Christina Larson writes that although China's crackdown in Xinjiang province was effective in quelling the restless Uigher population, the tactics "seem more likely to foster resistance and resentment than peace and passivity."
On Sunday, more than 1,000 Uighurs clashed with police in the western Chinese city of Urumqi -- marking one of the country's bloodiest ethnic conflicts in recent years.
The government's crackdown on the Uighurs, a Turkic-speaking Muslim minority group that has long chafed under Beijing's rule, was nasty, brutish, and short. Overnight curfews were imposed. Thousands of police officers dispersed. President Hu Jintao left the G-8 summit in Europe to focus on putting out fires at home. But not all aspects of China's policies toward Uighurs and other minorities are characterized by such precision.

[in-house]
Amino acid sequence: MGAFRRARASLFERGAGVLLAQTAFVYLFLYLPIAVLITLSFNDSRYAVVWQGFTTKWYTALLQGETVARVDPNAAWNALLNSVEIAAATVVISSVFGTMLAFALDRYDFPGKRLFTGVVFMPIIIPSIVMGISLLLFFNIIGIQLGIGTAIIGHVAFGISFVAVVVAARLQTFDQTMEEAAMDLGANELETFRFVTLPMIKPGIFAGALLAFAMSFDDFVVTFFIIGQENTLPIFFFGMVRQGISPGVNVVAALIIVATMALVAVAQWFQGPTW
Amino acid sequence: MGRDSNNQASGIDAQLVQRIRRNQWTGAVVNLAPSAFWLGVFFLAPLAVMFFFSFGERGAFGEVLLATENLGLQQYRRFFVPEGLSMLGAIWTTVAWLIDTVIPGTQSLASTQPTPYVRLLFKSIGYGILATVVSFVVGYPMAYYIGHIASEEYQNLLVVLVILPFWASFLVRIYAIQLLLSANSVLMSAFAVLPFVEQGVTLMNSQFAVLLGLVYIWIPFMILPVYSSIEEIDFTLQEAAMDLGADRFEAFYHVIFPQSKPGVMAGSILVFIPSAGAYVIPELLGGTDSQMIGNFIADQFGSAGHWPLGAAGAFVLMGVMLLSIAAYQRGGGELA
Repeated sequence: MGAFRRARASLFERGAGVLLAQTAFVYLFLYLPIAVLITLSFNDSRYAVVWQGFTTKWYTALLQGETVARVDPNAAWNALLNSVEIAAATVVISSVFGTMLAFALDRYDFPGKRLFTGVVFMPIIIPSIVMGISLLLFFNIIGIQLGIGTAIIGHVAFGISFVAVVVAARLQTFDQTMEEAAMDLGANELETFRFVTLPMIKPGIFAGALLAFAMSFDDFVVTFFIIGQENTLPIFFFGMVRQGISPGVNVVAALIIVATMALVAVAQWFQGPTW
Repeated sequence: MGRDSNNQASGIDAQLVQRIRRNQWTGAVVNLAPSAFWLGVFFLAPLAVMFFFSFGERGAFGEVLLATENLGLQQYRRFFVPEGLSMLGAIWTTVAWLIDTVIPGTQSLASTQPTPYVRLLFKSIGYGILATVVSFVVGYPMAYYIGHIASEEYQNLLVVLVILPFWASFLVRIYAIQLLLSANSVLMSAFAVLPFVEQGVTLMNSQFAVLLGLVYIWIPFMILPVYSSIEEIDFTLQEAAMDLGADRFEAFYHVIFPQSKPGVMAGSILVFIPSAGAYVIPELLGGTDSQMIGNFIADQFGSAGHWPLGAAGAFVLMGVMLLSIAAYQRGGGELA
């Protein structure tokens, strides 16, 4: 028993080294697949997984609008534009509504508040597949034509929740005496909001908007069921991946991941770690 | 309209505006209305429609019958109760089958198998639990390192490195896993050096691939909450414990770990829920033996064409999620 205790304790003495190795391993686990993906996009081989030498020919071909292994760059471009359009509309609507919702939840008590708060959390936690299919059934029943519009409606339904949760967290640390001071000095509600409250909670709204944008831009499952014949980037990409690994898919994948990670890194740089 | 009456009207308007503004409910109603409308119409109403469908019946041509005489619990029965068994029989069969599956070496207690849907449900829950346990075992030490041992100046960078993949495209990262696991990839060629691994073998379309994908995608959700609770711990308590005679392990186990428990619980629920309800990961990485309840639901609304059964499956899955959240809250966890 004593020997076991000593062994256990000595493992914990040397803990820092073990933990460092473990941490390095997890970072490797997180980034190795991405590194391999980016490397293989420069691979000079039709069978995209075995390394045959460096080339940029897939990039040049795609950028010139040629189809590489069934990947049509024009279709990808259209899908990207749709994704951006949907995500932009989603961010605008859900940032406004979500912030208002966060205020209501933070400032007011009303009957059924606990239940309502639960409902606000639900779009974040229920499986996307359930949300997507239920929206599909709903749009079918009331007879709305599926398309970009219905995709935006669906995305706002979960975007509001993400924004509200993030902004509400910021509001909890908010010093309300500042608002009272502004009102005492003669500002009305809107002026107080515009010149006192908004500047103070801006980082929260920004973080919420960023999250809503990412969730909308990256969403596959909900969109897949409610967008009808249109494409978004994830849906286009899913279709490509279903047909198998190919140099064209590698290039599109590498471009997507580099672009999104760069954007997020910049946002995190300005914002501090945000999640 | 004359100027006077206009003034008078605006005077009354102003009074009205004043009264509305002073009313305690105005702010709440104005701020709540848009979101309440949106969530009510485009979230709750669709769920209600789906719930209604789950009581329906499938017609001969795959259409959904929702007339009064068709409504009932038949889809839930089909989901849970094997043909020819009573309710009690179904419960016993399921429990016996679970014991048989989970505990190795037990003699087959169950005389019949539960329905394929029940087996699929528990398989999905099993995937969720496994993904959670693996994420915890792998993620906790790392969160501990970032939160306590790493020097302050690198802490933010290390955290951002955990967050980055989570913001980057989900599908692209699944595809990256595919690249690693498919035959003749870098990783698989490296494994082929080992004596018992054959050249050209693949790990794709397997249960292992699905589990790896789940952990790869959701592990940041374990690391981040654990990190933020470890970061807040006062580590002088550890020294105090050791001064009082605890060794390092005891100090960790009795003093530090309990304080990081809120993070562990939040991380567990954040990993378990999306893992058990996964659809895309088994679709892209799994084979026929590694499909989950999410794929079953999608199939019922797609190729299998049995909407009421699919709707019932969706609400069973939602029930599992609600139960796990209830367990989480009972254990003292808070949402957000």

If you visit Xinjiang, the restive province that's home to China's roughly 8 million Uighurs, you'll realize there's a gap -- often a chasm -- between official intention on minority issues and what happens in practice. Sometimes the government's missteps appear to be the product of malevolence, sometimes of ignorance. The results are both tragic and absurd.